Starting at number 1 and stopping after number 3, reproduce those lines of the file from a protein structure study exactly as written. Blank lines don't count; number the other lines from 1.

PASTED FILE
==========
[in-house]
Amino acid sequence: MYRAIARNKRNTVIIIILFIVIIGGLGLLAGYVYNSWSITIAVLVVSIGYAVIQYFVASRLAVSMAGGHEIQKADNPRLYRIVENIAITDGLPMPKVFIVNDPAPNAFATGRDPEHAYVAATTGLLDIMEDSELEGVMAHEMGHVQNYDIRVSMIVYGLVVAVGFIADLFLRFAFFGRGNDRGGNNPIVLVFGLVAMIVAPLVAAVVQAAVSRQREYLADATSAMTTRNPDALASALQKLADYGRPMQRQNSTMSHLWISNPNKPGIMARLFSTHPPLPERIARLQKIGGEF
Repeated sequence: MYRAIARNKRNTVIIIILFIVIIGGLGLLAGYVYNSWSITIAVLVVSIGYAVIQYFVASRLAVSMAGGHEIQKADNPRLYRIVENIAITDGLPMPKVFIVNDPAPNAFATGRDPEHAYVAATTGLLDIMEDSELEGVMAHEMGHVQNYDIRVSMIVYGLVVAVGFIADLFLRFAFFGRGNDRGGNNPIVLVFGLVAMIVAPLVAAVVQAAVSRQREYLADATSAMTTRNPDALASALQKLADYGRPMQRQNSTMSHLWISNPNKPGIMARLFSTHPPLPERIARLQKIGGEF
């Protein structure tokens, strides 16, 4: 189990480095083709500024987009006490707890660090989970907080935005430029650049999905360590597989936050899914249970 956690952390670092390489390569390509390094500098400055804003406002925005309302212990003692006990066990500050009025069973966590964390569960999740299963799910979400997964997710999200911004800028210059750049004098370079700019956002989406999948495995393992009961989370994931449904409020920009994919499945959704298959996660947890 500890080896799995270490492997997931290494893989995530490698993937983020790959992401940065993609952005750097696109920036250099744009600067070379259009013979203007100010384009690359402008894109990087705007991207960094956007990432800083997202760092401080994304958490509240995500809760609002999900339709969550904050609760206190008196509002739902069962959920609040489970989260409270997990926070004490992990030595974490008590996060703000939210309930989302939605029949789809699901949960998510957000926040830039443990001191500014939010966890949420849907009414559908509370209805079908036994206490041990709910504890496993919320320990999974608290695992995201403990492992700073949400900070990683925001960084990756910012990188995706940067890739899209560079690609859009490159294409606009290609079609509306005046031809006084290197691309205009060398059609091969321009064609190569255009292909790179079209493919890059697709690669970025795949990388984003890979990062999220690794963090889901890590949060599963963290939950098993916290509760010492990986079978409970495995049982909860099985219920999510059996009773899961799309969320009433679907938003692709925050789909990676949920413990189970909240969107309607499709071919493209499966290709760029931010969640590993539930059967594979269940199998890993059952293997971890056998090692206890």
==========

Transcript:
[in-house]
Amino acid sequence: MYRAIARNKRNTVIIIILFIVIIGGLGLLAGYVYNSWSITIAVLVVSIGYAVIQYFVASRLAVSMAGGHEIQKADNPRLYRIVENIAITDGLPMPKVFIVNDPAPNAFATGRDPEHAYVAATTGLLDIMEDSELEGVMAHEMGHVQNYDIRVSMIVYGLVVAVGFIADLFLRFAFFGRGNDRGGNNPIVLVFGLVAMIVAPLVAAVVQAAVSRQREYLADATSAMTTRNPDALASALQKLADYGRPMQRQNSTMSHLWISNPNKPGIMARLFSTHPPLPERIARLQKIGGEF
Repeated sequence: MYRAIARNKRNTVIIIILFIVIIGGLGLLAGYVYNSWSITIAVLVVSIGYAVIQYFVASRLAVSMAGGHEIQKADNPRLYRIVENIAITDGLPMPKVFIVNDPAPNAFATGRDPEHAYVAATTGLLDIMEDSELEGVMAHEMGHVQNYDIRVSMIVYGLVVAVGFIADLFLRFAFFGRGNDRGGNNPIVLVFGLVAMIVAPLVAAVVQAAVSRQREYLADATSAMTTRNPDALASALQKLADYGRPMQRQNSTMSHLWISNPNKPGIMARLFSTHPPLPERIARLQKIGGEF